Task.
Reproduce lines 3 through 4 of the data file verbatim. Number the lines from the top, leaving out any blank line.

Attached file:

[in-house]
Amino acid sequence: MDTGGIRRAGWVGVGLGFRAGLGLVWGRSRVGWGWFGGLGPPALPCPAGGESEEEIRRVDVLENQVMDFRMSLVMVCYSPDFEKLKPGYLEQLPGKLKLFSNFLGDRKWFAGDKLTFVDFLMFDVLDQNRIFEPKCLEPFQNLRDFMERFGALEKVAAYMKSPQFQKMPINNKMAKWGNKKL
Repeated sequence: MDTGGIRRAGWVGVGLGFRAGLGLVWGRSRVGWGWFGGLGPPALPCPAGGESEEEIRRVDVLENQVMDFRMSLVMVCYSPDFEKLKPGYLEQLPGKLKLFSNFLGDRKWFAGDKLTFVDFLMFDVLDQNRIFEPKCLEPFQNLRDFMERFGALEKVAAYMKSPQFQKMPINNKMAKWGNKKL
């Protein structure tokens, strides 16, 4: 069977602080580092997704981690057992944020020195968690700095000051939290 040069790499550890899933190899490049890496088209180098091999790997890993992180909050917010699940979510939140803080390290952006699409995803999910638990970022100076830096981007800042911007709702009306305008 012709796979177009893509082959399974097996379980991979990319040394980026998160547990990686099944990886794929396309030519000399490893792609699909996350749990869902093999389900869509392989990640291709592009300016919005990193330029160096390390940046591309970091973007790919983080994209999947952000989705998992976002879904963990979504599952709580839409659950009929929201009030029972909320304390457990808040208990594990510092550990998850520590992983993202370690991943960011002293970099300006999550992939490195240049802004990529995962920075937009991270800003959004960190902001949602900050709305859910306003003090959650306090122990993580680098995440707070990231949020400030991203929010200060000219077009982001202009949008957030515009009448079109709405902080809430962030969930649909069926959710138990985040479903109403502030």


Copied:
Repeated sequence: MDTGGIRRAGWVGVGLGFRAGLGLVWGRSRVGWGWFGGLGPPALPCPAGGESEEEIRRVDVLENQVMDFRMSLVMVCYSPDFEKLKPGYLEQLPGKLKLFSNFLGDRKWFAGDKLTFVDFLMFDVLDQNRIFEPKCLEPFQNLRDFMERFGALEKVAAYMKSPQFQKMPINNKMAKWGNKKL
């Protein structure tokens, strides 16, 4: 069977602080580092997704981690057992944020020195968690700095000051939290 040069790499550890899933190899490049890496088209180098091999790997890993992180909050917010699940979510939140803080390290952006699409995803999910638990970022100076830096981007800042911007709702009306305008 012709796979177009893509082959399974097996379980991979990319040394980026998160547990990686099944990886794929396309030519000399490893792609699909996350749990869902093999389900869509392989990640291709592009300016919005990193330029160096390390940046591309970091973007790919983080994209999947952000989705998992976002879904963990979504599952709580839409659950009929929201009030029972909320304390457990808040208990594990510092550990998850520590992983993202370690991943960011002293970099300006999550992939490195240049802004990529995962920075937009991270800003959004960190902001949602900050709305859910306003003090959650306090122990993580680098995440707070990231949020400030991203929010200060000219077009982001202009949008957030515009009448079109709405902080809430962030969930649909069926959710138990985040479903109403502030």